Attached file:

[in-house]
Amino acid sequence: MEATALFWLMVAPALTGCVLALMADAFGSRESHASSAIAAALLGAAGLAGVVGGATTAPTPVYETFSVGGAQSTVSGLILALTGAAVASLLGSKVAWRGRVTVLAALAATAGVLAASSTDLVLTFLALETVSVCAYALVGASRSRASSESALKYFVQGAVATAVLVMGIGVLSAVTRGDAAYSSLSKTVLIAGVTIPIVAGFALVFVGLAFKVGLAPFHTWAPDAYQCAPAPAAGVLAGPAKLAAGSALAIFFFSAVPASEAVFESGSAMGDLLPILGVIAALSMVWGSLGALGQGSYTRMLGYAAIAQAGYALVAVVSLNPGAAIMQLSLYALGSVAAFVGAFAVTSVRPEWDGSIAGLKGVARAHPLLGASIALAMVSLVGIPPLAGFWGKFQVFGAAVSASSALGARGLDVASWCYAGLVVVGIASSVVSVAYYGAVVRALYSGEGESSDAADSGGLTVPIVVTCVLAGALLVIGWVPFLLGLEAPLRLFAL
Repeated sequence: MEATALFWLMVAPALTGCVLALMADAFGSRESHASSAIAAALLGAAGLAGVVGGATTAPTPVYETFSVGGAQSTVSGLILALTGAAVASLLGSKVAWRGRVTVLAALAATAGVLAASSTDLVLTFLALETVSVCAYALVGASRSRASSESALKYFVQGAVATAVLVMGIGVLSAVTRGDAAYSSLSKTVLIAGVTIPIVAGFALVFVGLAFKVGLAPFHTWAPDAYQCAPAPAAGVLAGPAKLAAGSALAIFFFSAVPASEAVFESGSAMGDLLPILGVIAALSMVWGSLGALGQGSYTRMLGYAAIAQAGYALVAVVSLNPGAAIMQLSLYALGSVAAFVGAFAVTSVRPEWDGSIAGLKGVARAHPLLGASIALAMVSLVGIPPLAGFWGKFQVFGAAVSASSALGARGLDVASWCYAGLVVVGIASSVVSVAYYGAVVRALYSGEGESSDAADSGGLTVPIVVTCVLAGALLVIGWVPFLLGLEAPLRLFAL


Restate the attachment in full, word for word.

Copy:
[in-house]
Amino acid sequence: MEATALFWLMVAPALTGCVLALMADAFGSRESHASSAIAAALLGAAGLAGVVGGATTAPTPVYETFSVGGAQSTVSGLILALTGAAVASLLGSKVAWRGRVTVLAALAATAGVLAASSTDLVLTFLALETVSVCAYALVGASRSRASSESALKYFVQGAVATAVLVMGIGVLSAVTRGDAAYSSLSKTVLIAGVTIPIVAGFALVFVGLAFKVGLAPFHTWAPDAYQCAPAPAAGVLAGPAKLAAGSALAIFFFSAVPASEAVFESGSAMGDLLPILGVIAALSMVWGSLGALGQGSYTRMLGYAAIAQAGYALVAVVSLNPGAAIMQLSLYALGSVAAFVGAFAVTSVRPEWDGSIAGLKGVARAHPLLGASIALAMVSLVGIPPLAGFWGKFQVFGAAVSASSALGARGLDVASWCYAGLVVVGIASSVVSVAYYGAVVRALYSGEGESSDAADSGGLTVPIVVTCVLAGALLVIGWVPFLLGLEAPLRLFAL
Repeated sequence: MEATALFWLMVAPALTGCVLALMADAFGSRESHASSAIAAALLGAAGLAGVVGGATTAPTPVYETFSVGGAQSTVSGLILALTGAAVASLLGSKVAWRGRVTVLAALAATAGVLAASSTDLVLTFLALETVSVCAYALVGASRSRASSESALKYFVQGAVATAVLVMGIGVLSAVTRGDAAYSSLSKTVLIAGVTIPIVAGFALVFVGLAFKVGLAPFHTWAPDAYQCAPAPAAGVLAGPAKLAAGSALAIFFFSAVPASEAVFESGSAMGDLLPILGVIAALSMVWGSLGALGQGSYTRMLGYAAIAQAGYALVAVVSLNPGAAIMQLSLYALGSVAAFVGAFAVTSVRPEWDGSIAGLKGVARAHPLLGASIALAMVSLVGIPPLAGFWGKFQVFGAAVSASSALGARGLDVASWCYAGLVVVGIASSVVSVAYYGAVVRALYSGEGESSDAADSGGLTVPIVVTCVLAGALLVIGWVPFLLGLEAPLRLFAL